Activities and Seminars

Wouter Duyck. Language control in special bilingual populations
Date: Jan 17, 2013

What: Language control in special bilingual populations

Where: BCBL auditorium

Who: Wouter Duyck, Ghent University, Belgium.

When: 12 noon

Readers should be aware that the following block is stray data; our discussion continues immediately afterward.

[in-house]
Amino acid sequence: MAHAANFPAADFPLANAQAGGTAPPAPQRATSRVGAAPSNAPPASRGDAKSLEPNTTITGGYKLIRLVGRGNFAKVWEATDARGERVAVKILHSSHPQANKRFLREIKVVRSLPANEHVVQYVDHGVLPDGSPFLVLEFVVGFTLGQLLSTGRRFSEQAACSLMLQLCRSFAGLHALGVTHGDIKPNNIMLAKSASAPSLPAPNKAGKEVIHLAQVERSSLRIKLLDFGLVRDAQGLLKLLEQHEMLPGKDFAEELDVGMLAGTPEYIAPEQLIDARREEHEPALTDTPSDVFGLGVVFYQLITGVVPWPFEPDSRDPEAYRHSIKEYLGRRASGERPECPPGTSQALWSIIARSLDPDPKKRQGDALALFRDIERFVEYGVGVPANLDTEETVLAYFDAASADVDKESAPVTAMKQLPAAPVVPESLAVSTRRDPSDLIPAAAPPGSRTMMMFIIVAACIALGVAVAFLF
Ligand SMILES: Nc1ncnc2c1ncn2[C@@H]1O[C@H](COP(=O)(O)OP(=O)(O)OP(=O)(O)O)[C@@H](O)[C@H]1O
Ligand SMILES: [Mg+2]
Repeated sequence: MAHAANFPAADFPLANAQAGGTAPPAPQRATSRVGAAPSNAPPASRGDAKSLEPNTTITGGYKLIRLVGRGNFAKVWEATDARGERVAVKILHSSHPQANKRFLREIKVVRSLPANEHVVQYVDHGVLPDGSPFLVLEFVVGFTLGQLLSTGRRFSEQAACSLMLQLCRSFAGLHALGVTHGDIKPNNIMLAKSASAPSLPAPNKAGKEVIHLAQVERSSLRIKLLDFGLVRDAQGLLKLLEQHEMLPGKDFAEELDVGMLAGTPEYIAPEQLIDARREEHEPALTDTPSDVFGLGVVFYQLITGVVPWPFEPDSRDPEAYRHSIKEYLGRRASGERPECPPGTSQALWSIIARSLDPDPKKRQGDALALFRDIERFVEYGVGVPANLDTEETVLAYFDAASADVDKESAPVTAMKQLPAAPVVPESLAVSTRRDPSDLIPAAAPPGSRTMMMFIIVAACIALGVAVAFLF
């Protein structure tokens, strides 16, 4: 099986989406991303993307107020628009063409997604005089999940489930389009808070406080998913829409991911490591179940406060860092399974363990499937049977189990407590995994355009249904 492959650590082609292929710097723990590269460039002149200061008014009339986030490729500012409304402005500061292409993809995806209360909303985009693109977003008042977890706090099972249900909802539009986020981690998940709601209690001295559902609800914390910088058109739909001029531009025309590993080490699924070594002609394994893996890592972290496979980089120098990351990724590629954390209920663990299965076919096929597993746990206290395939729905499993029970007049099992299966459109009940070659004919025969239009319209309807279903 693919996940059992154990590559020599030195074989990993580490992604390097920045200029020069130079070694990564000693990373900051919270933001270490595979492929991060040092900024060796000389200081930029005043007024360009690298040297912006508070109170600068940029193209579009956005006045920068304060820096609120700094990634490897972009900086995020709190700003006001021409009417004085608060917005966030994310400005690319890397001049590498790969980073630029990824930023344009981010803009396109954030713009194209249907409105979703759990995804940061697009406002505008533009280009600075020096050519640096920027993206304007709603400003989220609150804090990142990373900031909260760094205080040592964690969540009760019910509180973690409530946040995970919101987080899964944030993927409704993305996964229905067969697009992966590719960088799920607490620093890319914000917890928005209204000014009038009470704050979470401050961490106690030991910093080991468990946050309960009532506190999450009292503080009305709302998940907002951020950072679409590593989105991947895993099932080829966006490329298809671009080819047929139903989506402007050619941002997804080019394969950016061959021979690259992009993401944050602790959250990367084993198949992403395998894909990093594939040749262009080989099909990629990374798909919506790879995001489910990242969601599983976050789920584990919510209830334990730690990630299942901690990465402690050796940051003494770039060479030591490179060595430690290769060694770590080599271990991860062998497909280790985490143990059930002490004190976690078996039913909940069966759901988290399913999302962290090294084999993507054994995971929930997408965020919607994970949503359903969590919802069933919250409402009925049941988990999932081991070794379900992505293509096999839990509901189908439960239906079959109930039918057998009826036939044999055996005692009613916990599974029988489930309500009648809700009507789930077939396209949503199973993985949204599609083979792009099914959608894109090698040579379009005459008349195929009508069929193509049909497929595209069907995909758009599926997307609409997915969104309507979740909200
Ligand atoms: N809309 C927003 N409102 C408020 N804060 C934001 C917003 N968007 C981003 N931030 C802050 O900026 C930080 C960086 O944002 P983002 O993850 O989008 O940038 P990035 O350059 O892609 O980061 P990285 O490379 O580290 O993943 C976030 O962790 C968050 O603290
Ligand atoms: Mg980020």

Research has shown that both languages of a bilingual are always active. However, at the same time, bilinguals suffer only rarely for cross-language intrusions due to these interactions. This suggests an efficient mechanism for language control in bilinguals. In the present talk, I will present data on language control from 4 special bilingual populations. In the first study, we investigated order of language production in a verbal fluency paradigm. Dutch-English bilinguals produced less words after having spoken in the non-dominant language, but not vice versa. This effect only emerged for the same lexical categories (i.e. the same onset phoneme), or local inhibition. Different-script, and immersed Chinese bilinguals showed the same effect, but they also showed inhibition for other lexical categories (global inhibition). In the second study we investigated the executive control advantage commonly reported in bilinguals in unbalanced and balanced bilinguals, but also in a group of bilinguals that often codeswitch. Executive functioning was assessed using flanker and Stroop tasks. The bilingual advantage in these tasks was only investigated in the codeswitching group. In the third study, we investigated language control in simultaneous interpreters. Interpreters outperformed other bilinguals on measures of verbal and nonverbal cognitive control. In the fourth study, we investigated cross-lingual interactions and cognitive control in bilinguals with differential aphasia (i.e. stronger loss of one of either languages). We found that in such patients, the most affected language is still able to influence the most preserved language. We attribute the differential aphasia to language control deficiencies, as assess by cognitive control tasks.